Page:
The Internet –– good for disseminating pictures of cats, and also good for changing the way that everyone in the world experiences major historical events. Earlier this month, a team of SEAL commandos burst into a compound in Pakistan and killed Osama bin Laden, the head of the Al Qaeda terrorist network. In years past, news of the raid would have been tightly controlled by the White House, and released to the press in careful, pre-apportioned doses.
Consider first the way in which the news of the raid was first broadcast. On the evening of May 1, a tech consultant named Sohaib Athar used Twitter to unwittingly live blog the arrival of US forces in the city of Abbottabad, beginning with the (apparently noisy) arrival of American choppers and the clatter of gunfire. "Interesting rumors in the otherwise uneventful Abbottabad air today," Athar wrote.
Athar did not put the pieces together until later –– "Uh oh, now I'm the guy who liveblogged the Osama raid without knowing it," he joked –– but his tweets were picked up by several mainstream media outlets, and have since been used to help create a timeline of the raid. Which just goes to show: In the age of high-speed Internet and Twitter, there is no longer such a thing as a top secret mission, even one undertaken by the secretive folks at SEAL Team Six.
The Twitter rumors were flying on this side of the world, as well. On May 1, Keith Urbahn, chief of staff for former Secretary of Defense Donald Rumsfeld, took to the microblogging platform to spread the word of the bin Laden raid. "So I'm told by a reputable person they have killed Osama bin Laden. Hot damn," Urbahn wrote, in the Tweet Heard Round the World.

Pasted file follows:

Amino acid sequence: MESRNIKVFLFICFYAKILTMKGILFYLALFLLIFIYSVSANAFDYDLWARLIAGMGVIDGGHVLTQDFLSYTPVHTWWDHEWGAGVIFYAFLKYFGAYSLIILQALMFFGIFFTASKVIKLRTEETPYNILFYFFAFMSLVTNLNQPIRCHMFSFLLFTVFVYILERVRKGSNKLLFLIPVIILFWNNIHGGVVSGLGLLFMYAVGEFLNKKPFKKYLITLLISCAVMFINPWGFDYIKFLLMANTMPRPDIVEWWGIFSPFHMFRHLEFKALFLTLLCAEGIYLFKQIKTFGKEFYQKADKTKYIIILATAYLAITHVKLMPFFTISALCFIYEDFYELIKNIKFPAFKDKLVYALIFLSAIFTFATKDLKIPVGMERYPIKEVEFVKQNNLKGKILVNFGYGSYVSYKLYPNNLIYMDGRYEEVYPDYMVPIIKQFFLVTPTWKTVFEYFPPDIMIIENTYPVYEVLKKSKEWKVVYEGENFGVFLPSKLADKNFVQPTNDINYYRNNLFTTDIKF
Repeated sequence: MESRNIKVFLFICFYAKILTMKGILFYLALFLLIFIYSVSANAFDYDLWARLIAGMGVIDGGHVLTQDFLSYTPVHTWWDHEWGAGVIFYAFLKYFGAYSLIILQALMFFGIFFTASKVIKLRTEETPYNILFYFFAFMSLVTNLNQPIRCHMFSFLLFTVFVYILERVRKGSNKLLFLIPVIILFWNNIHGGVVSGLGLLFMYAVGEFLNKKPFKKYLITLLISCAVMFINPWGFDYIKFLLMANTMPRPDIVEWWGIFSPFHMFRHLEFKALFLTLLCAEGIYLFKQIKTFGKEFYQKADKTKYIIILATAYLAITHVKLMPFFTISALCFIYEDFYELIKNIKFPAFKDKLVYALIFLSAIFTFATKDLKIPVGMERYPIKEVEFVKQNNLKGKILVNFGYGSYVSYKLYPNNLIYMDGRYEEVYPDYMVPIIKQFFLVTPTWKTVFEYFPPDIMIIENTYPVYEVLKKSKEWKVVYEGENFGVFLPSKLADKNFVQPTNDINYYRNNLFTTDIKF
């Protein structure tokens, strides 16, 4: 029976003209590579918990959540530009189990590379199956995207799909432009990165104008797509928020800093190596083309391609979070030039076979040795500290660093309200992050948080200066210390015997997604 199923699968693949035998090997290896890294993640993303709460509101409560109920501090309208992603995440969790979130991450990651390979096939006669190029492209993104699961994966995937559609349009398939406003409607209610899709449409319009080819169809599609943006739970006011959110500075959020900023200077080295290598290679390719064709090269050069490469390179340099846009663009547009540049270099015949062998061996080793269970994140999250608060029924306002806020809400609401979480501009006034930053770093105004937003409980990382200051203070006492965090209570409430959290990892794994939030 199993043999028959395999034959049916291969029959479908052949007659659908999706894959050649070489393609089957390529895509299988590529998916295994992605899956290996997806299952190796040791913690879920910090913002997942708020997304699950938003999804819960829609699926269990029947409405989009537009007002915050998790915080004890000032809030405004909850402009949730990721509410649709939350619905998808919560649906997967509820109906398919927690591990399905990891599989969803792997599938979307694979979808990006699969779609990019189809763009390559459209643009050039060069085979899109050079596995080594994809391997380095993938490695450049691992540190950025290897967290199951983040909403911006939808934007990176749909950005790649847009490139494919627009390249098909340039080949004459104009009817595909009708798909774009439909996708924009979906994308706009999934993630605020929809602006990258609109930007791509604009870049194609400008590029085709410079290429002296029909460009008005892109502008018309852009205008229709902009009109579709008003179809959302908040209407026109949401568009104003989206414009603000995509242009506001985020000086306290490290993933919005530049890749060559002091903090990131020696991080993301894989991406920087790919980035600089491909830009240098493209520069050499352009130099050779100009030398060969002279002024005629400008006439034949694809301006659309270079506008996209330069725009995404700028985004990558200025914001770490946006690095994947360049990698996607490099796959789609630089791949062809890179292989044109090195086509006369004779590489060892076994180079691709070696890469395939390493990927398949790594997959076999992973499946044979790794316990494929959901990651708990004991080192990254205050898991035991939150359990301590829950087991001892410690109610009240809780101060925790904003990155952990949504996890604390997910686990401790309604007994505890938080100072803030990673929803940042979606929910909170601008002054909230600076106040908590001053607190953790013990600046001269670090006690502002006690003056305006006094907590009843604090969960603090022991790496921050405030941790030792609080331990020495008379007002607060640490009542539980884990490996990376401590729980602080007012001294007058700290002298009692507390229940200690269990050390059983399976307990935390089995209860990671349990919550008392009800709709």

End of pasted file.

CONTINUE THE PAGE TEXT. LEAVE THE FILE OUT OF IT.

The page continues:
Meanwhile, as news of bin Laden's death trickled out –– and as the TV networks struggled to fill the very long hour before President Barack Obama took to the podium, to actually confirm the raid –– Internet traffic soared. Users clicked sites such as Reuters.com and NYTimes.com millions of times, chasing down rumors, and following the latest dispatches from reporters in the field.
CNN points out that the phrase "osama bin laden dead" hit "volcanic" on Google Trends –– the kind of traffic explosion usually reserved for Apple devices. (It's worth noting, however, that bin Laden's death did not yield nearly as many clicks as the World Cup, or even the royal wedding. So, Web users have their priorities, obviously! Cake and soccer before terrorist raids.)
But it was Twitter where the real action took place. According to CNN, between 10:45 p.m. EST on Sunday night and 2:20 a.m. on Monday morning, Twitter users logged an incredible 3,000 tweets per second. Which is a lot, but again, not quite enough to break records: Twitter says that during the March 11 earthquake and the arrival of the 2011 new year in Japan, users sent 5,530 tweets-per-second and 6,939 tweets-per-second, respectively.
And there may be more to come. Over at Gawker, reporter John Cook notes that the White House could eventually be forced –– one way or another –– into distributing a photo of bin Laden's corpse. In the hours after the firefight, fake images from the compound leaked out across the Web, drawing plenty of clicks. A real, authenticated White House photograph would likely send the Web into overdrive all over again.
Does the Google Trends "hotness" scale go past "volcanic"?
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